Fantastic Four | September 2023
Director: Brad Bird (obvious choice)

Fantastic Four

By 2023, the Disney-Fox merger will likely be complete, meaning Marvel Studios will once again have ownership of the Fantastic Four. In the unlikely event that Feige uses my idea, the First Family could gain their powers (or perhaps return from a long adventure) in the wake of House of A.

Not only could this give them the opportunity to immediately step up to the plate against a threat that the Avengers would now be powerless to confront, but also the scientific prowess of Reed Richards could well be what gets the Avengers their powers back.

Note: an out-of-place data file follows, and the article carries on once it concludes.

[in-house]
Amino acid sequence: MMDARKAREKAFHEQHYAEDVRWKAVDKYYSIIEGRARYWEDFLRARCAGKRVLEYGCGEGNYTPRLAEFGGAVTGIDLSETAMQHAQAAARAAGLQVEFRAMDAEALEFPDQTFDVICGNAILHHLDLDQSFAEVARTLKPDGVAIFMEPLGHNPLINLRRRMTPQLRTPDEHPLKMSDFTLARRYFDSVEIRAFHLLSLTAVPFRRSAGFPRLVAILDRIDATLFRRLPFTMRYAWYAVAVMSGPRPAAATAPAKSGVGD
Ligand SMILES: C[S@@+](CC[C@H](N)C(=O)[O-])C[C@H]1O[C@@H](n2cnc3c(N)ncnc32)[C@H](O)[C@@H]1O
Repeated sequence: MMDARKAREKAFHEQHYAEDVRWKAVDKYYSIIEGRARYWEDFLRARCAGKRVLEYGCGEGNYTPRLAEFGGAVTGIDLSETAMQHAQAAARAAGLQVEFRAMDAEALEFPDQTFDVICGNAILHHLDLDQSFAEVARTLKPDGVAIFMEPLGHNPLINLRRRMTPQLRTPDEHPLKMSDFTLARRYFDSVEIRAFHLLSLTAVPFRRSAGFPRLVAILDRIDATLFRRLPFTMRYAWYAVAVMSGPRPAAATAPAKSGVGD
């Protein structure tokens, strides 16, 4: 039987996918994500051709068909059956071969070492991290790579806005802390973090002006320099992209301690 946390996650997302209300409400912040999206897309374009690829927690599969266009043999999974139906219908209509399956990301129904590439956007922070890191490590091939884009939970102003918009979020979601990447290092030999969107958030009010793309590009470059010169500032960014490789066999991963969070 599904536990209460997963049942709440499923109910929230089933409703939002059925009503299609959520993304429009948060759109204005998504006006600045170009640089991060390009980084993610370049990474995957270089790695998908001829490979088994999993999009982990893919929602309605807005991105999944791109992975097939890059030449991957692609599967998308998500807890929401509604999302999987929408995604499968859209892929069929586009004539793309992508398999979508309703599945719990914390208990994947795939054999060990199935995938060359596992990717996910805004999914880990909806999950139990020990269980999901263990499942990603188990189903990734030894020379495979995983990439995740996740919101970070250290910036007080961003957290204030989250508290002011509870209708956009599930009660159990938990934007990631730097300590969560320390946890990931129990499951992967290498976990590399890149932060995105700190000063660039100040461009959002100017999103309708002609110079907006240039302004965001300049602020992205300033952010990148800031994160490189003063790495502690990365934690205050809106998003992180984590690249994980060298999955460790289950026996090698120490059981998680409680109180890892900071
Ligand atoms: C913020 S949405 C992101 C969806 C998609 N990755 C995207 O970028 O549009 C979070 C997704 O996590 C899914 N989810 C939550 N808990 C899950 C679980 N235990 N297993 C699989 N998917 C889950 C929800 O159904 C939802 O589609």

Personally, I was not a fan of The Incredibles 2 but it’s difficult to argue with its box office results. As a man who has good experience with both Disney and super-powered families, director Brad Bird would be the obvious choice for an MCU incarnation of the Fantastic Four.


It seems likely that Marvel will hold their phase four press conference sometime between the release of Avengers: Endgame (24th April 2019) and Spider-Man: Far From Home (5th July 2019), at which point we’ll assess if these predictions were anywhere near correct.